Eventually, 30 states adopted sterilization laws by the early 1930s. The number of involuntary sterilizations peaked in the 1930s and slowed to a trickle by the 1960s, the last being performed in 1981. In all, more than 60,000 people were involuntarily sterilized in the United States (more than half in California).

Such laws were never overturned by the Supreme Court. But forced sterilization became obsolete scientifically, ethically and sometimes legally. For example, the impact of Indiana’s laws ended in 1974, when the second piece of legislation permitting compulsory sterilization was repealed by the Indiana General Assembly.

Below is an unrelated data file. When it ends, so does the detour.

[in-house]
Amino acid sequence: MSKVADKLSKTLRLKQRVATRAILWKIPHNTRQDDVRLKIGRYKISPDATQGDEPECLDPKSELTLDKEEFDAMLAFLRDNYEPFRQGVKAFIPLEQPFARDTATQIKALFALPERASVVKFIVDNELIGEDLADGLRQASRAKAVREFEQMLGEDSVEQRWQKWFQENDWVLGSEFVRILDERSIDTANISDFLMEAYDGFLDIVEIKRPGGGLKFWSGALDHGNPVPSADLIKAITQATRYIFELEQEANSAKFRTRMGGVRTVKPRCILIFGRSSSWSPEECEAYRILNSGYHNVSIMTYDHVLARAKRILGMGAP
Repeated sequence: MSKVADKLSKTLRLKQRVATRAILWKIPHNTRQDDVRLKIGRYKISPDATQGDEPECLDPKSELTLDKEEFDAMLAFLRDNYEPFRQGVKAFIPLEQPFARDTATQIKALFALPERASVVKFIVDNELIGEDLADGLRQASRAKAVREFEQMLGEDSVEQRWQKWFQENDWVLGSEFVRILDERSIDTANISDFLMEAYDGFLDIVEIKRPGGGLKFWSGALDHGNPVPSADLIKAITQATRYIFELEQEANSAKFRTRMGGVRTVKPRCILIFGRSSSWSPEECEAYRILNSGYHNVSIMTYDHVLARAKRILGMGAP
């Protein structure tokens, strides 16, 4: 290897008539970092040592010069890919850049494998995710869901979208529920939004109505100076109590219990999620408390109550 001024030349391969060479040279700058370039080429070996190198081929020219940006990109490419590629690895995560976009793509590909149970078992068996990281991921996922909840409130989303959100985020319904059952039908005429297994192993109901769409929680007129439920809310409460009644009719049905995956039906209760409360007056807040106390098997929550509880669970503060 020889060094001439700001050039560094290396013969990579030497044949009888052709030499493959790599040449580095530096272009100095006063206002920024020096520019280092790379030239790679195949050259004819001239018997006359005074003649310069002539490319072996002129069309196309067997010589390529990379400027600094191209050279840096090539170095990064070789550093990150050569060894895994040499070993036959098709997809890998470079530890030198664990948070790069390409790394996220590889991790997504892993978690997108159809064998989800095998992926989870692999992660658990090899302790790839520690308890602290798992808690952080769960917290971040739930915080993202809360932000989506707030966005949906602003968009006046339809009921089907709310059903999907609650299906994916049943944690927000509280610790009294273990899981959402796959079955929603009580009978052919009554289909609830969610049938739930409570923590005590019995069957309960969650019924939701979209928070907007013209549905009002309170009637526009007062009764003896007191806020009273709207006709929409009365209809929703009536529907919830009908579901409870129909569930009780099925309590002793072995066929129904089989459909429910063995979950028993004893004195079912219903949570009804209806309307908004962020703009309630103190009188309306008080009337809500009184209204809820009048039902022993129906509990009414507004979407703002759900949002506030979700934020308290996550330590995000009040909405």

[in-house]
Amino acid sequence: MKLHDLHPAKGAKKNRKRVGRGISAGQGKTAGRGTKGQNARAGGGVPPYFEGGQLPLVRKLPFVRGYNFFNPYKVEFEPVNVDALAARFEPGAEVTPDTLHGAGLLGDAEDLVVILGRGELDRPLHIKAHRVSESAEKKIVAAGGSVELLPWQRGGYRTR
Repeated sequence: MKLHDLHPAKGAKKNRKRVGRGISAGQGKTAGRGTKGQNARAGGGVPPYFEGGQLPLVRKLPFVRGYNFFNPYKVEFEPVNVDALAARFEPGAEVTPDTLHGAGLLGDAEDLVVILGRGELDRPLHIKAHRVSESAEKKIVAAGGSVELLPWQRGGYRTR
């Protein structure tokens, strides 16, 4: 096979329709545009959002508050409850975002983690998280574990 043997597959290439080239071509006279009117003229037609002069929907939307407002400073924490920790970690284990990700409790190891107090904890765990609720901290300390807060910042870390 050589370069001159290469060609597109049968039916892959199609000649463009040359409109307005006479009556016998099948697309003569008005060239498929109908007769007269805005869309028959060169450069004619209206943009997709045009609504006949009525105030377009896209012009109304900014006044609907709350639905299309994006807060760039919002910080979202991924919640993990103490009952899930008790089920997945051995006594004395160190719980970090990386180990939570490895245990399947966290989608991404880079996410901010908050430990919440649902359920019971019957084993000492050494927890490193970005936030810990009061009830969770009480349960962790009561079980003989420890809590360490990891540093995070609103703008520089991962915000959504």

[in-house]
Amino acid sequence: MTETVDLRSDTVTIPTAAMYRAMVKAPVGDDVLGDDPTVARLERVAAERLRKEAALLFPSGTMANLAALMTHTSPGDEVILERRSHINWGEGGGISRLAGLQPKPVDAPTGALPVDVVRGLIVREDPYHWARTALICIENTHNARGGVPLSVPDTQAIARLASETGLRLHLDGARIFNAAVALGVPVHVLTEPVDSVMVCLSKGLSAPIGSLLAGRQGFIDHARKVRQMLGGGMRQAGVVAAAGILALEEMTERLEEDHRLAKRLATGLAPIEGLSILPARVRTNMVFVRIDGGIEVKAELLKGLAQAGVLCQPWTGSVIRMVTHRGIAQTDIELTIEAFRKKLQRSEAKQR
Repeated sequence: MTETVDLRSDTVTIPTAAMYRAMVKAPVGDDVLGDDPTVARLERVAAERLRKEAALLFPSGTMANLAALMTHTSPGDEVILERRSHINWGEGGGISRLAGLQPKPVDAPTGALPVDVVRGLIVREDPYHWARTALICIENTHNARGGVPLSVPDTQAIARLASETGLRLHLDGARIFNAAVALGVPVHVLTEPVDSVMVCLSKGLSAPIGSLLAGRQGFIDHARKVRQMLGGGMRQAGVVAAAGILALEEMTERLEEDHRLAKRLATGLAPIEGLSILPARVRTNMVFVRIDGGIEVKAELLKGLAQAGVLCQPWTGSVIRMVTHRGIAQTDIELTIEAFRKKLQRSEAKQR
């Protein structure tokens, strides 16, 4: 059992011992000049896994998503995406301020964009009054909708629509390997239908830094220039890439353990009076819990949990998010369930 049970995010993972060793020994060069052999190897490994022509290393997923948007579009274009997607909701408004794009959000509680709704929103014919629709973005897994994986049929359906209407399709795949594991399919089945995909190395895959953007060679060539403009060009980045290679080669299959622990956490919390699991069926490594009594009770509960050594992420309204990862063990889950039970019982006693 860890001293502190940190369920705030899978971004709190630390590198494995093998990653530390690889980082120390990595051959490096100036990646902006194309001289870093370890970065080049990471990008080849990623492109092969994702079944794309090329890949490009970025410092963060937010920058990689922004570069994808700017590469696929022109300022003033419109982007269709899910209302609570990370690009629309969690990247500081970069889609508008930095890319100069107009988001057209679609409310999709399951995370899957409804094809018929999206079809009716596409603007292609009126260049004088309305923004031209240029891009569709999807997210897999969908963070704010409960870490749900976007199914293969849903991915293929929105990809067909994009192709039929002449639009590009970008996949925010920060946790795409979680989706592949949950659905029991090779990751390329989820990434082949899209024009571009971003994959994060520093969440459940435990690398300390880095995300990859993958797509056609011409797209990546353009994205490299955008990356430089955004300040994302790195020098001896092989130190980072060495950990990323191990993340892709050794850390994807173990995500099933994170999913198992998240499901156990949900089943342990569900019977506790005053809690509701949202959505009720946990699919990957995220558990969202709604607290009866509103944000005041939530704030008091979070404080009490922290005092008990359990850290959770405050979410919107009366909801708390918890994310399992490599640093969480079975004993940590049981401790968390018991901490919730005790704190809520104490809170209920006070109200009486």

Beyond the United States, forced sterilization was practiced in many developed countries during the 20th century, including for example 60,000 victims in Sweden between 1935 and 1976. But the most staggering legacy of such legislation is that it served as a model for the law adopted by the Nazi government in 1933. In part of its plan to establish a master race, in the memorable words of Ken Myers, Nazi eugenics promoted “the best, the brightest, and usually, the blondest.”

Looking back, the contemporary excitement about research in genetics is understandable if deplorable. The general bent in the late 19th century toward utopianism and the deification of human progress — in all of its glories and manifestations — is well documented. Placing a higher value on the community than the individual is a familiar debate, and one that often played out in favor of the "greater social good" through socialism and communism in the 20th century. (In these matters, who should decide who is “unfit” to live — parents, society or the government?)